Earlier in the day, Saudi ambassador to London Prince Khalid bin Bander bin Sultan Al Saud said that the recent attack on the kingdom’s oil facilities was “almost certainly” backed by Iran.
On Wednesday, the Saudi Defence Ministry organised a news conference to show journalists what it describes as an Iranian cruise missile and Delta Wing unmanned aerial vehicles (UAV).
“The investigation has shown that the drone’s type is Delta Wing, and the information obtained by the ministry indicates the drone’s technology is Iranian,” the department’s spokesman Col. Turki al-Maliki said.
Speaking at the conference, the official said that the attack on the Saudi oil facilities was “unquestionably sponsored by Iran.”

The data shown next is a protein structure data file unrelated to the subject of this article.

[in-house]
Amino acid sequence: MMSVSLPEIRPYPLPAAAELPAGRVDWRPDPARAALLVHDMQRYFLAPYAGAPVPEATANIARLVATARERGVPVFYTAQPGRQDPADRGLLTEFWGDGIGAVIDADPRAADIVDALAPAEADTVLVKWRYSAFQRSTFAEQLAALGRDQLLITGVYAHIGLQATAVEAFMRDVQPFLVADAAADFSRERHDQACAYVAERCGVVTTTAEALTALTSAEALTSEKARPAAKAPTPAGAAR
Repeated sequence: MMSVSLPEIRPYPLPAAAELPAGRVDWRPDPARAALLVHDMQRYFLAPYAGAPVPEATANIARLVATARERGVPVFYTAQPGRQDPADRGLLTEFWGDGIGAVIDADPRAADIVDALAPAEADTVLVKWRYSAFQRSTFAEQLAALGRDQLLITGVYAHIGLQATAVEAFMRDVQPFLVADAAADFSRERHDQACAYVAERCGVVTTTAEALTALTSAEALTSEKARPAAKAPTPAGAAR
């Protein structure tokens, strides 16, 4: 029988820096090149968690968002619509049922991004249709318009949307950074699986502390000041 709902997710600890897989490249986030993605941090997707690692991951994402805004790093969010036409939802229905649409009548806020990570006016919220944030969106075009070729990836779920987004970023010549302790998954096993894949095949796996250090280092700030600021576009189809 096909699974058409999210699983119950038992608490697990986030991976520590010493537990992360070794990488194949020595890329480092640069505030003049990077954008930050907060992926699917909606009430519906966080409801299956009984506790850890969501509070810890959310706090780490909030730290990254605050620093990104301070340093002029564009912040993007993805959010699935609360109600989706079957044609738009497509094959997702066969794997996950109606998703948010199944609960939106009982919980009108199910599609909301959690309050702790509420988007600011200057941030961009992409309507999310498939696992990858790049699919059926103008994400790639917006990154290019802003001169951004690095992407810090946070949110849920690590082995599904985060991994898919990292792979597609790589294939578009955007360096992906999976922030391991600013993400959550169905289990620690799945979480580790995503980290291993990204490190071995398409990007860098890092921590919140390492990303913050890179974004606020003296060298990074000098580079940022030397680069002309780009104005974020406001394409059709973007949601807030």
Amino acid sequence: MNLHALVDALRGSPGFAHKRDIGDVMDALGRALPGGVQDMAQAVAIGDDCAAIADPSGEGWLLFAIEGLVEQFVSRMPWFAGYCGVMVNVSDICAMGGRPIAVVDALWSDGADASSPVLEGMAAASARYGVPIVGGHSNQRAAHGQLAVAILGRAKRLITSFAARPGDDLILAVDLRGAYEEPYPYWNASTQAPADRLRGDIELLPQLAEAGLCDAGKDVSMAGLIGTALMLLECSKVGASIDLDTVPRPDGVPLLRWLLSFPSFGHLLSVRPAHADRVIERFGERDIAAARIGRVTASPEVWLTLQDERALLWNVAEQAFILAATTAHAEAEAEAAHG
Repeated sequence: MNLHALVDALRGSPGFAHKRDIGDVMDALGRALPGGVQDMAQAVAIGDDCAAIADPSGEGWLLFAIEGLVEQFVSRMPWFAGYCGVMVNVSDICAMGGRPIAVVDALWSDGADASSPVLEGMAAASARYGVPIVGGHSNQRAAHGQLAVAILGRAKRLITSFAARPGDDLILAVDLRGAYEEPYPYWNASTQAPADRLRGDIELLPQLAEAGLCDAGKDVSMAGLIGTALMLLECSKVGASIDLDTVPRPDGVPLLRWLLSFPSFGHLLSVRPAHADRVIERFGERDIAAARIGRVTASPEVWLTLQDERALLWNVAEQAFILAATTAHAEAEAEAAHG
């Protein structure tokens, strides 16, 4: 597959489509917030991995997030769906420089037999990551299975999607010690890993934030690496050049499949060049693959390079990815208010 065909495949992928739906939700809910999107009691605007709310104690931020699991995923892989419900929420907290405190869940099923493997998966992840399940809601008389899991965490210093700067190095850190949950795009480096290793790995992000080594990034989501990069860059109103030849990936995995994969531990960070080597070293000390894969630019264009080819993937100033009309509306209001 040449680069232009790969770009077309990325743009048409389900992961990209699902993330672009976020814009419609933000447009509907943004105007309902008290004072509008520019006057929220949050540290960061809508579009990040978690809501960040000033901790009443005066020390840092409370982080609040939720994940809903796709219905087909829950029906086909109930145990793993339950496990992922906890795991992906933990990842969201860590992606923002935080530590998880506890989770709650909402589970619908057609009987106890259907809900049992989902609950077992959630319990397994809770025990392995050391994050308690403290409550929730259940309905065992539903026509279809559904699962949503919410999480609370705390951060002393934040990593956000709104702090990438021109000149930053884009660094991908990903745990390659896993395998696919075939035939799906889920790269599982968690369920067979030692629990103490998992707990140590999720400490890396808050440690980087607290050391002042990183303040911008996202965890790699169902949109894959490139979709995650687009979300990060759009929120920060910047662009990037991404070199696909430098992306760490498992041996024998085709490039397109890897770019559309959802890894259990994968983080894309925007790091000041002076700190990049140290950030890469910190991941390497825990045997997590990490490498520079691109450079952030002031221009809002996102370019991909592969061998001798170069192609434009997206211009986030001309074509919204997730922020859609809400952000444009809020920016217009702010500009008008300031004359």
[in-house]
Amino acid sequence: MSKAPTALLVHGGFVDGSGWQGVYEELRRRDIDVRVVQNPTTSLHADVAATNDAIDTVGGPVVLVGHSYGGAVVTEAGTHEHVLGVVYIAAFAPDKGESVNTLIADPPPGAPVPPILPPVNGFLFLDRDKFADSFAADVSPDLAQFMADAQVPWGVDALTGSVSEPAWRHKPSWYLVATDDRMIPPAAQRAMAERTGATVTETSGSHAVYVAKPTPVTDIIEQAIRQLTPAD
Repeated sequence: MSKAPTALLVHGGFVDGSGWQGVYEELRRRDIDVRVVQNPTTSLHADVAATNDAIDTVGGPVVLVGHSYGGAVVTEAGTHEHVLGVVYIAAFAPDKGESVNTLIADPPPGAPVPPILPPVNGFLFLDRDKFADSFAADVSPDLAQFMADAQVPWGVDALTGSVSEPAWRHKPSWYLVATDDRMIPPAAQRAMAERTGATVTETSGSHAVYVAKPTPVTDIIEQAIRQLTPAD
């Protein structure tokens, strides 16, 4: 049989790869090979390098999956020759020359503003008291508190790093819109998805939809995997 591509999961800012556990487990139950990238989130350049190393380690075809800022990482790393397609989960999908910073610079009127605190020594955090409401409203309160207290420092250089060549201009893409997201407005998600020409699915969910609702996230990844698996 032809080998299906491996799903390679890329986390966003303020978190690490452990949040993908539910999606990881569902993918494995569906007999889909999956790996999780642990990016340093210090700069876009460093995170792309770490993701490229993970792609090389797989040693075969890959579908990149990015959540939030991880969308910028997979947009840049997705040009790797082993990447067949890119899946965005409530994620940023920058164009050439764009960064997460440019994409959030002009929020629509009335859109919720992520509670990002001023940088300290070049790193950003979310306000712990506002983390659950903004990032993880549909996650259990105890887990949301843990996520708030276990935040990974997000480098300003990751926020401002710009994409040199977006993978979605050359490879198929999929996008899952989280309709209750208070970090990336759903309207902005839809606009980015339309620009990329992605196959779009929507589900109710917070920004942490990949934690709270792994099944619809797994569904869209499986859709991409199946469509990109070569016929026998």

“The attack was launched from the north and unquestionably sponsored by Iran,” he told a news conference. “We are working to know the exact launch point,” the official added.
Describing the cruise missile, the spokesman said that it was a land-attack missile with a jet engine attached to it, but it failed to explode.
Over the weekend, Saudi Aramco had to close two of its facilities after they were hit by drones and then caught fire. The incident led to a cut in oil production totalling 5.7 million barrels per day — about half of Saudi Arabia’s daily oil output. The closure of oil facilities has triggered a surge of oil prices worldwide.
Following the attack, US Secretary of State Mike Pompeo didn’t waste much time in blaming the attack on Iran, while the latter refuted the accusations.
Two days later, US President Donald Trump said during a meeting with Bahrain’s Crown Prince Salman bin Hamad Al-Khalifa that based on evidence he’d seen, it appears as though Iran was responsible for the attack.